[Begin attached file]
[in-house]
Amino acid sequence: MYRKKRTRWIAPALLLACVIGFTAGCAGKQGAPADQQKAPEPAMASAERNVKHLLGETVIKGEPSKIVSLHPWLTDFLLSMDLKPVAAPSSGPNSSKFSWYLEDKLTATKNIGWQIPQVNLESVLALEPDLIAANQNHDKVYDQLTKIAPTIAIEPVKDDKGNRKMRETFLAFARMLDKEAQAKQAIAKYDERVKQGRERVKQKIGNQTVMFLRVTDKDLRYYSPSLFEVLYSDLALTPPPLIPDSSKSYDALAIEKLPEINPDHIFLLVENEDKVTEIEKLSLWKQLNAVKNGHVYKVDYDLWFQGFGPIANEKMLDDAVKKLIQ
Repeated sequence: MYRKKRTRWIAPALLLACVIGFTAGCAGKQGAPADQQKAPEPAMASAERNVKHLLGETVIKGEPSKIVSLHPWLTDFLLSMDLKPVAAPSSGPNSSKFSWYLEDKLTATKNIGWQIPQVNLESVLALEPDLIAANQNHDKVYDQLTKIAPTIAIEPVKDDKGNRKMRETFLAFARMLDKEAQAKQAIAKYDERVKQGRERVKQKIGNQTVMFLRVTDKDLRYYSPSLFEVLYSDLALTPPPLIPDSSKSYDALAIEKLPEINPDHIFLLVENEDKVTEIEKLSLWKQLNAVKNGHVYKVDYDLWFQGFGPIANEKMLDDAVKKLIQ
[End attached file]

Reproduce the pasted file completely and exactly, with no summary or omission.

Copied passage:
[in-house]
Amino acid sequence: MYRKKRTRWIAPALLLACVIGFTAGCAGKQGAPADQQKAPEPAMASAERNVKHLLGETVIKGEPSKIVSLHPWLTDFLLSMDLKPVAAPSSGPNSSKFSWYLEDKLTATKNIGWQIPQVNLESVLALEPDLIAANQNHDKVYDQLTKIAPTIAIEPVKDDKGNRKMRETFLAFARMLDKEAQAKQAIAKYDERVKQGRERVKQKIGNQTVMFLRVTDKDLRYYSPSLFEVLYSDLALTPPPLIPDSSKSYDALAIEKLPEINPDHIFLLVENEDKVTEIEKLSLWKQLNAVKNGHVYKVDYDLWFQGFGPIANEKMLDDAVKKLIQ
Repeated sequence: MYRKKRTRWIAPALLLACVIGFTAGCAGKQGAPADQQKAPEPAMASAERNVKHLLGETVIKGEPSKIVSLHPWLTDFLLSMDLKPVAAPSSGPNSSKFSWYLEDKLTATKNIGWQIPQVNLESVLALEPDLIAANQNHDKVYDQLTKIAPTIAIEPVKDDKGNRKMRETFLAFARMLDKEAQAKQAIAKYDERVKQGRERVKQKIGNQTVMFLRVTDKDLRYYSPSLFEVLYSDLALTPPPLIPDSSKSYDALAIEKLPEINPDHIFLLVENEDKVTEIEKLSLWKQLNAVKNGHVYKVDYDLWFQGFGPIANEKMLDDAVKKLIQ